Walla Walla artist Jacob “Jake” Hashimoto had a new, large sculptural art installation unveiled in mid-July — this time in Willis Tower, an iconic skyscraper in Chicago.
Jake’s undulating, cloudlike work is made of 7,000 disks suspended by different lengths of string from the ceiling.
An article Elise Shapiro wrote in Work Design Magazine notes the Willis Tower lobbies are being transformed to be “interactive, energized spaces that inspire curiosity for tenants and set the tone for the rest of the workplace experience.”
Completed in 1973, the Willis Tower, originally the Sears Tower, at 1,450 feet is currently the 23rd tallest building in the world.
“The dramatic work of art from Jacob Hashimoto will be a treasure for our building, a celebration of the city, and an embrace of the new neighborhood we’ve built at the Tower,” according to David Moore with EQ Office.
Jacob said in WDM “The circles and method of fabrication of ‘In the Heart of this Infinite Particle of Galactic Dust, 2019’ came to be by utilizing artistic and logistical challenges using the circles, mark making tools, and other design elements in order to ‘paint with these objects in space.’ Knowing how materials behave, and their unique characteristics, helps me work fluidly and with familiarity. There is infinite possibility using these tools to explore.”
With Rhino 3D he developed a buildable model viewable on big monitors. “This is the closest thing we can do to building the actual installation. For projects of this scale, it is critical to use computer-generated drawings and models, though old school schematic drawings can work for smaller projects.”
Nine-inch individual kite disks make up “In the Heart of this Infinite Particle of Galactic Dust, 2019,” a 16-foot-tall, 42-foot-wide cloud.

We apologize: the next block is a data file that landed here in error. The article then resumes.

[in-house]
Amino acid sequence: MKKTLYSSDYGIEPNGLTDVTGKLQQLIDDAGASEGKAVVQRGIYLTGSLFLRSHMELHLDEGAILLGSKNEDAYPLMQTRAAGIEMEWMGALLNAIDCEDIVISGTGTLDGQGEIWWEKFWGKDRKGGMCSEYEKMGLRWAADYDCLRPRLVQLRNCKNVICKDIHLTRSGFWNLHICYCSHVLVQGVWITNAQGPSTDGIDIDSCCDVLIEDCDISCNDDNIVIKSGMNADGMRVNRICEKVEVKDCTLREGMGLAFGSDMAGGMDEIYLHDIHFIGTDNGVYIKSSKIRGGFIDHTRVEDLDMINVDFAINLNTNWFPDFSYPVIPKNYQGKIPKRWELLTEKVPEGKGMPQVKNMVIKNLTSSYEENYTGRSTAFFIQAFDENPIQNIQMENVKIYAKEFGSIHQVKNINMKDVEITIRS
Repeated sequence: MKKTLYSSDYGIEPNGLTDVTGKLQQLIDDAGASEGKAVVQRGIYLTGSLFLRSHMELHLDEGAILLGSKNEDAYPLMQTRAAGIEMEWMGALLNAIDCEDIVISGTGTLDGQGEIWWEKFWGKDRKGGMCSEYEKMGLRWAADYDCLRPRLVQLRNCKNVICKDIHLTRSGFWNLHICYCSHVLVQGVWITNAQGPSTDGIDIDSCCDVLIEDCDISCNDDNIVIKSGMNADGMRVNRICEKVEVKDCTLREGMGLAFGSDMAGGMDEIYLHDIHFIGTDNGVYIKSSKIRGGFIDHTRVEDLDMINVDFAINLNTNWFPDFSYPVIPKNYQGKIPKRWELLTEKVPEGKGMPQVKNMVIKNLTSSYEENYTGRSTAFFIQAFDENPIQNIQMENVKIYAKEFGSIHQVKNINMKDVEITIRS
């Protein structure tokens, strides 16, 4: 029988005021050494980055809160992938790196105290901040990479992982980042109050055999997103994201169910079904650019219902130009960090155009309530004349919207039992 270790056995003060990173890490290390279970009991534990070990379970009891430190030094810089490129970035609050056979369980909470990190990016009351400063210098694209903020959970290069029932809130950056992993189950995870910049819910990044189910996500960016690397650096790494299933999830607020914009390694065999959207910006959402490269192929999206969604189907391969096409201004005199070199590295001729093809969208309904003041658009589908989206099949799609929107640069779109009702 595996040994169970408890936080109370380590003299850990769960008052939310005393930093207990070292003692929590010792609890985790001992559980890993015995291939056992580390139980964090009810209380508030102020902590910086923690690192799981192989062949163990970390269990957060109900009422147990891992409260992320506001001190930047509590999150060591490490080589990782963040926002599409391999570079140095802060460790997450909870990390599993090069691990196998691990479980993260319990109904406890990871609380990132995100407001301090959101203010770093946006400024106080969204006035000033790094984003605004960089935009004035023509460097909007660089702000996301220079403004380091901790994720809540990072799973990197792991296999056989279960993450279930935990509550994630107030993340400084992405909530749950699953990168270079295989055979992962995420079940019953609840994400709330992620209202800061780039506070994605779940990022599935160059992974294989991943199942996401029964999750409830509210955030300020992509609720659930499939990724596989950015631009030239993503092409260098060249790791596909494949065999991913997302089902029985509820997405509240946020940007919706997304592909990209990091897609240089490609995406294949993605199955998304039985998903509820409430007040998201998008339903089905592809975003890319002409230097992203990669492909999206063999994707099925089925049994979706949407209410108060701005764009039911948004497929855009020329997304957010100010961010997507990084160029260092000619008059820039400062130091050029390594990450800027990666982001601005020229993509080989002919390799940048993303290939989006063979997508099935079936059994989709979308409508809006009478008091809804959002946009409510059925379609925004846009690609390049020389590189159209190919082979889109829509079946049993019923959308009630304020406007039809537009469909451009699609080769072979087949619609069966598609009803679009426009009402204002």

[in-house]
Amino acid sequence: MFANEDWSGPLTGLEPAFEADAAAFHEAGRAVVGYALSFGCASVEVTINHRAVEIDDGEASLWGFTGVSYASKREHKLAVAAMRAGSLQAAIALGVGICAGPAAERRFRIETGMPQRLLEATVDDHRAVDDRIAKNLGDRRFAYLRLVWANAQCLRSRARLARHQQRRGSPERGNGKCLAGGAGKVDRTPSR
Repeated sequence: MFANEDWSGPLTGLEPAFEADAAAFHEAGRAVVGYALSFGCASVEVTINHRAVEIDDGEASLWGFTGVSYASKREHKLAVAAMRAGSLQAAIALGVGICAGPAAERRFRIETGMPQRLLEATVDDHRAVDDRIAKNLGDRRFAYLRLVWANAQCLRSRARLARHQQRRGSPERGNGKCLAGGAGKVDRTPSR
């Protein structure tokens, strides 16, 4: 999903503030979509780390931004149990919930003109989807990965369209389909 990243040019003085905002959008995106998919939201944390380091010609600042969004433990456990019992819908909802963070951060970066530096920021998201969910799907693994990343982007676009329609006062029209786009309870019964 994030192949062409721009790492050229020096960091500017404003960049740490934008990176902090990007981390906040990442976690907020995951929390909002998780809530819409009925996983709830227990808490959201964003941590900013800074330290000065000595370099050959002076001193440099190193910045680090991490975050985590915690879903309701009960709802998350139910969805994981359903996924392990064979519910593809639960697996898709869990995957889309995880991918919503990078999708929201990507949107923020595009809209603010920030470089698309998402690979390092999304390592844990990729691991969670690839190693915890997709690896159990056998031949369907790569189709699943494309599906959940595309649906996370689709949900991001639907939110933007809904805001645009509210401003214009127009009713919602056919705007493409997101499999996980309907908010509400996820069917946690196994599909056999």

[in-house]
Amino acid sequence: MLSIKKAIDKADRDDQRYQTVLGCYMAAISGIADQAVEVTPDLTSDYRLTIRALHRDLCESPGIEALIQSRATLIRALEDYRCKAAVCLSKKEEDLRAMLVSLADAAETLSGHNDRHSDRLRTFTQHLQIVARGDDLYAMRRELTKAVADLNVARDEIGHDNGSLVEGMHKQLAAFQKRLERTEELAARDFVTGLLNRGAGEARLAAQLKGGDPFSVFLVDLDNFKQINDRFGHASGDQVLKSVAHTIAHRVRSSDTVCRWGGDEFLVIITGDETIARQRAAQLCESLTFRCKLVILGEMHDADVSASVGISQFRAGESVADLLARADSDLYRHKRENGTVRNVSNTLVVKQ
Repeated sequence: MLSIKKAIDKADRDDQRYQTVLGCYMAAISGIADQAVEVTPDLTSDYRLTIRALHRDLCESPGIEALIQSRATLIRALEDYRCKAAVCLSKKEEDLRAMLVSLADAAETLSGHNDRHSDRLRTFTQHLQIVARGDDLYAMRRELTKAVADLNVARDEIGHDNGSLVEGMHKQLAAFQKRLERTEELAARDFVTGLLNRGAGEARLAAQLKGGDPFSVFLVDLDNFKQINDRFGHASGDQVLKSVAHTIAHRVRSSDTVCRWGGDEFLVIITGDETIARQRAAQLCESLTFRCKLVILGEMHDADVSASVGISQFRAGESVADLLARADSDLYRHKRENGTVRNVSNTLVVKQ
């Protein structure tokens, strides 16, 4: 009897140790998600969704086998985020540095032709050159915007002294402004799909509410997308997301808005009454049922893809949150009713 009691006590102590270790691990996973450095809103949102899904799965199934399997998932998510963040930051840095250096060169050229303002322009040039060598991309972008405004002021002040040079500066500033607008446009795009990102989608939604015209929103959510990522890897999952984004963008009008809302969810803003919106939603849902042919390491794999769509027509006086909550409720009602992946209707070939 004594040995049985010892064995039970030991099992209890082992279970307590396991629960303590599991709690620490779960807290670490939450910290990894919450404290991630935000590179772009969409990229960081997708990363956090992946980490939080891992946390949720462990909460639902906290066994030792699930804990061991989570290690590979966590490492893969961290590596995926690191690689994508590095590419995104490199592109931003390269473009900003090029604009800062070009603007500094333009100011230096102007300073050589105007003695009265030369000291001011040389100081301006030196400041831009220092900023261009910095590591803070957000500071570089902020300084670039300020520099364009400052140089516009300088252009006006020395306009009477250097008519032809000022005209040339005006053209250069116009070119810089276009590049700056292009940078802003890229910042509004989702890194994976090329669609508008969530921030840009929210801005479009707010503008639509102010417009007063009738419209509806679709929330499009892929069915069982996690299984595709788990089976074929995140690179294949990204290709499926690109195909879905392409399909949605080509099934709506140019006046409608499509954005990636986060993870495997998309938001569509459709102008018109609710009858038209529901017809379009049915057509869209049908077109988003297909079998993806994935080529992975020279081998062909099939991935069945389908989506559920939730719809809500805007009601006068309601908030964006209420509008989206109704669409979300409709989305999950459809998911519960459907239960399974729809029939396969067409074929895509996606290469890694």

“The disks are strategically positioned to create the effect of a cloudlike, faceted mass. The kites appear to be undulating throughout the space by using varying lengths of string, and the graphics are printed on paper that is embedded into resin to create a stained glasslike disc that allows light to permeate.”
When EQ Office selected Jacob to create the statement installation for the revitalized Wacker Drive lobby entrance in Willis Tower, the assignment brought him back to Chicago where he earned his bachelor of fine arts degree at the School of the Art Institute of Chicago.
Jacob lives and works in Queens, N.Y. See jacobhashimoto.com/ for images of his vast body of work on exhibit internationally in museums, galleries and other public collections.
Closer to home, his “When Nothing Ends, Nothing Remains” was permanently installed in 2016 in the atrium at Penrose Library on the Whitman College campus. His “Gas Giant Fragments and Silence” was temporarily displayed on campus in Sheehan Gallery that year.
The Whitman Wire reported Jake’s work taps into traditional Japanese art. “He uses what he calls ‘kites’ made of rice paper printed in plain colors or patterns framed with bamboo. Hashimoto then creates sculptures by hanging the kites at various lengths.” For durability, hard, shiny resin coats the kites in the work at Penrose.
Childhood friend and classmate of Jake’s, former Walla Wallan Elizabeth Webster, now of Chicago, viewed the Willis Tower installation with husband Luke Gerwe and son Jonathan Joseph.
Elizabeth is a professor and teacher at Loyola University Chicago in the criminal justice department. Luke is a book editor. Their family moved to Chicago from Brooklyn a year ago, according to her parents, Jonathan and Melissa Webster of Walla Walla.
Elizabeth and Jake grew up near one another, attended Green Park School and graduated from Walla Walla High School. They’ve managed to get together in Walla Walla and New York City, Melissa said. Jake’s parents are retired Whitman English professor Irv “Hash” and Marianne Hashimoto.